Agriculture is probably the first and still one of the broadest playgrounds for biotechnology innovation. From early grafting in China more than 4000 years ago to modern day GMOs, biotech has modeled nature and what can be extracted from it to our liking, providing us with more copious and better crops, controlled and amiable environments, and higher food quality.
But with ever decreasing natural resources and an ever increasing population, biotechnology has a lot of catching up to do in the field of giving back to nature. Systems biology and synthetic biology approaches might be just what we need to give the next step in both sustainable agriculture, preservation of natural resources and bioremediation. What are the biggest opportunities and challenges that our discipline will face in this aspect in the years to come? These panels of experts will be discussing the subject on our upcoming SynBioBeta San Francisco 2016
Aurora Equity invests in early stage start-ups across a broad range of technologies. The firm has been led since 2002 by Dr. Jaleh Daie, Managing Partner and Board Director. Dr. Daie’s list of accomplishments is humbling, to say the least: from the WITI Hall of Fame to being the first woman appointed to the board of directors of the U.S Space Foundation to serving in the administration of three Presidents, Dr. Jaleh Daie has been recognized globally as an expert and pioneer in agriculture, biotechnology and investment. Investment-wise, Dr. Daie’s, Aurora Equity has had a considerable amount of big hits, including a company that was recently purchased by Swiss fermentation pioneer Evolva.
When asked about the future of agriculture, Dr. Daie is optimistic. “The convergence of Synbio and analytics has started a new Renaissance in food and agtech, unfolding of which will result in significant reduction in inputs, minimal waste, entirely new products, and unprecedented customization at all levels.”
Caribou Biosciences is a pioneer in the development of CRISPR-Cas 9 technologies for genome engineering. The company focuses on 4 priority markets: therapeutics, biological research, industrial biotechnology and, of course, agricultural biotechnology. In this area, Caribou is working in precision breeding strategies as a way of accelerating the generation of new, desirable traits in crops, such as drought tolerance, disease resistance and increased yield.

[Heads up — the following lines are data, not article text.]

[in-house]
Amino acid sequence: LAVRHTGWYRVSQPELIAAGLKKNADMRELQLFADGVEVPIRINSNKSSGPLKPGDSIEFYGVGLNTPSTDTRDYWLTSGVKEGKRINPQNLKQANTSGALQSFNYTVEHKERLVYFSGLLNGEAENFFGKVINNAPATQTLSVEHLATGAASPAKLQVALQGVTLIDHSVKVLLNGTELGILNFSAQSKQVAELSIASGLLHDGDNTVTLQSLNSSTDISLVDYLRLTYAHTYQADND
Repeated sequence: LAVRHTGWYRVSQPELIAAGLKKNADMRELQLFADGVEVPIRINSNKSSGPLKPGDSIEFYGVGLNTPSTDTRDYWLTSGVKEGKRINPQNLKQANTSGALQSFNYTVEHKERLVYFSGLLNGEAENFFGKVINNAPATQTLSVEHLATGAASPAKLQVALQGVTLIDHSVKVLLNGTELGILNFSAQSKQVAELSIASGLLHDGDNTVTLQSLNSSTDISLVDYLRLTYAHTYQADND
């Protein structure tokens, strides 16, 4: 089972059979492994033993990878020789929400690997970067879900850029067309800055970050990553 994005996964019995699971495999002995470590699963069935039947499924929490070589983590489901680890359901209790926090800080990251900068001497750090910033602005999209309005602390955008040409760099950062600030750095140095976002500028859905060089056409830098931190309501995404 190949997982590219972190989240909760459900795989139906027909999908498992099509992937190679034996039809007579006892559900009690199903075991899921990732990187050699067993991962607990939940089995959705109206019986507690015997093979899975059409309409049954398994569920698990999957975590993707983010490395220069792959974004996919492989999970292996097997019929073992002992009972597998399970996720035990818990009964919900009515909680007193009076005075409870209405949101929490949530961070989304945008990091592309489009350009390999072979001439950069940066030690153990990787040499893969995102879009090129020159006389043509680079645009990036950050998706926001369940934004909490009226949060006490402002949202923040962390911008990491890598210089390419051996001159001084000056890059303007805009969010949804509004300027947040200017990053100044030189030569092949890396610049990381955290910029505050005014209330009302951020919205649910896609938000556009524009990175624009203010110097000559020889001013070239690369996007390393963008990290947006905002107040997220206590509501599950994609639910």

Barely a month back, Caribou announced Vonnie Estes had joined their Company as Group Leader, Agricultural and Industrial Biotechnology. Ms. Estes brings decades of experience in the field and was appointed to lead the company’s partnership and business development activities in the sector. Her view on the interaction between synthetic biology and agriculture highlights the importance of synbio tools as enablers for a better future: “There has been exponential growth in technology that has lead us to the ability to fully exploit gene editing. First was next gen sequencing and the ability to read the genome. Then came genome synthesis and the ability to write the genome. With general use of these, we are now able to fully exploit gene editing. CRISPR Cas9 is an easy and cheap system that is now in the hands of many scientists to improve crops. We have gone from a few companies controlling crop improvement through genetic manipulation to technologies that can be used by all plant breeders. The speed and cost of synbio will allow us make changes to crops previously too small for the investment. And to develop traits that excite consumers, respond to climate change and help feed developing countries.”
Dow Agrosciences’ mission is to support sustainable food production – all the way from the field to the dinner table. Dow’s recent partnerships in synthetic biology encompass TeselaGen, Radiant Genomics and Synthace. The common denominator: developing solutions for farmers in crop protection as a way to advance agriculture.